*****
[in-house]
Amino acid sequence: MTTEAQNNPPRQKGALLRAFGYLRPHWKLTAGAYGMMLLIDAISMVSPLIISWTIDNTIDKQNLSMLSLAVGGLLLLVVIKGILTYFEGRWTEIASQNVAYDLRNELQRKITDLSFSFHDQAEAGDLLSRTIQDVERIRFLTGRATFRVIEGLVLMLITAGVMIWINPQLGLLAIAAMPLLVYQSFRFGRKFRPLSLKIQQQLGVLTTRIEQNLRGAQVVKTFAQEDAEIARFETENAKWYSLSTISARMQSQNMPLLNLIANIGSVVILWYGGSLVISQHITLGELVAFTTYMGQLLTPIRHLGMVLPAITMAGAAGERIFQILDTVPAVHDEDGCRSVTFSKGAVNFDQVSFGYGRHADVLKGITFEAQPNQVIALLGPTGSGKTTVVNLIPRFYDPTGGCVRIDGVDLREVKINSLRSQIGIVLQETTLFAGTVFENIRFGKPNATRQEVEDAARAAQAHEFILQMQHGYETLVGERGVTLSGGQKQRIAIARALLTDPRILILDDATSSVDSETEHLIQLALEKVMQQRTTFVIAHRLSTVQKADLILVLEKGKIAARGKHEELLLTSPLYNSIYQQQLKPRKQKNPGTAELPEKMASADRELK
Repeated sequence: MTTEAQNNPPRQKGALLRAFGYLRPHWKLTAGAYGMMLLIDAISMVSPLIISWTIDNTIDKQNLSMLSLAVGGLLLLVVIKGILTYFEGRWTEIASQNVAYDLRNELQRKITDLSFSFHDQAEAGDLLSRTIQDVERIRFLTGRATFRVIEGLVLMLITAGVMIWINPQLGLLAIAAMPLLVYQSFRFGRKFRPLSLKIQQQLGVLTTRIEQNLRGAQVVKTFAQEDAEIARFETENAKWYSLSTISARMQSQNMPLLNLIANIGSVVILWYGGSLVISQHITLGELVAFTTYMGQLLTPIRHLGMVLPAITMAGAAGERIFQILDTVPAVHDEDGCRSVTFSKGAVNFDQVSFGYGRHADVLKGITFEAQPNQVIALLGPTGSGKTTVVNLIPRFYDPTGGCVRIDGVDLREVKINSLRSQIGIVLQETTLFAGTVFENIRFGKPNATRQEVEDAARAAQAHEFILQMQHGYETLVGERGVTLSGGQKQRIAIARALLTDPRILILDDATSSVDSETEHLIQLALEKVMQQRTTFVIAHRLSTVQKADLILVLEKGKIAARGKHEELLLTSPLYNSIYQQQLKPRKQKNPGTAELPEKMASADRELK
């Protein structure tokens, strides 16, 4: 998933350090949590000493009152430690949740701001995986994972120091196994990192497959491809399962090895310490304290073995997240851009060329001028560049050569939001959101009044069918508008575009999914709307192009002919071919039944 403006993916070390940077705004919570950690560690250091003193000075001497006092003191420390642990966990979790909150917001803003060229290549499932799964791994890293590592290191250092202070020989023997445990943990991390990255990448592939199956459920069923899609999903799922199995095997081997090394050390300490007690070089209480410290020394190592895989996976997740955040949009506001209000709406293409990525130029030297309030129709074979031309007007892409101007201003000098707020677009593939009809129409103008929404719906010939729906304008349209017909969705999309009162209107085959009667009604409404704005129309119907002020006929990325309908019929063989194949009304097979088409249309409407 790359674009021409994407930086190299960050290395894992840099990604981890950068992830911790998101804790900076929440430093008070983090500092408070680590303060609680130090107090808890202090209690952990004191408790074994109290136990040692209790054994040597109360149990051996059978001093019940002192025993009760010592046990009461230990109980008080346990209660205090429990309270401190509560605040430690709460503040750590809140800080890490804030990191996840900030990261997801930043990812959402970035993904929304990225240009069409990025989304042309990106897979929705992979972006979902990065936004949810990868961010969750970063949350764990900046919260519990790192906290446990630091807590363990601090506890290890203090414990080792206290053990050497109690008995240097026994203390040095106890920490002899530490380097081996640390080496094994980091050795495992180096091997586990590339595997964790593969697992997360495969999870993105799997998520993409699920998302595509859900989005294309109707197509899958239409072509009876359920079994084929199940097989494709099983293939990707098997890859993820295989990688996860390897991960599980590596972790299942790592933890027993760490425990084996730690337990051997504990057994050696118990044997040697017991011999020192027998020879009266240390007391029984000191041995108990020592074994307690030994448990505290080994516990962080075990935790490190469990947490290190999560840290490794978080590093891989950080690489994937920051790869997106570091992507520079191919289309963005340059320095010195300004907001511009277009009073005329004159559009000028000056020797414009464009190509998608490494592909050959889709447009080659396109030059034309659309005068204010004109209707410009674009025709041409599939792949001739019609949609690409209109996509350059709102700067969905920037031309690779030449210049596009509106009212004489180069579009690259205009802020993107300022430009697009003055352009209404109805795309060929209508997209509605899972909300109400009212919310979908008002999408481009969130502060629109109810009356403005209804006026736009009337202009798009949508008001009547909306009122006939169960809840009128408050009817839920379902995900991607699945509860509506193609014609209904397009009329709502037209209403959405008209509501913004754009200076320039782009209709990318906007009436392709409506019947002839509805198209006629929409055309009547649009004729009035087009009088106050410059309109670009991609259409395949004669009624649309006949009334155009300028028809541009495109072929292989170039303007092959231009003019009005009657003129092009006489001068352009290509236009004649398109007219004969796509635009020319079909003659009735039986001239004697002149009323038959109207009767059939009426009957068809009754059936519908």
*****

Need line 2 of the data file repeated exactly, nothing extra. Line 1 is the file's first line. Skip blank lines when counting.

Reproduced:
Amino acid sequence: MTTEAQNNPPRQKGALLRAFGYLRPHWKLTAGAYGMMLLIDAISMVSPLIISWTIDNTIDKQNLSMLSLAVGGLLLLVVIKGILTYFEGRWTEIASQNVAYDLRNELQRKITDLSFSFHDQAEAGDLLSRTIQDVERIRFLTGRATFRVIEGLVLMLITAGVMIWINPQLGLLAIAAMPLLVYQSFRFGRKFRPLSLKIQQQLGVLTTRIEQNLRGAQVVKTFAQEDAEIARFETENAKWYSLSTISARMQSQNMPLLNLIANIGSVVILWYGGSLVISQHITLGELVAFTTYMGQLLTPIRHLGMVLPAITMAGAAGERIFQILDTVPAVHDEDGCRSVTFSKGAVNFDQVSFGYGRHADVLKGITFEAQPNQVIALLGPTGSGKTTVVNLIPRFYDPTGGCVRIDGVDLREVKINSLRSQIGIVLQETTLFAGTVFENIRFGKPNATRQEVEDAARAAQAHEFILQMQHGYETLVGERGVTLSGGQKQRIAIARALLTDPRILILDDATSSVDSETEHLIQLALEKVMQQRTTFVIAHRLSTVQKADLILVLEKGKIAARGKHEELLLTSPLYNSIYQQQLKPRKQKNPGTAELPEKMASADRELK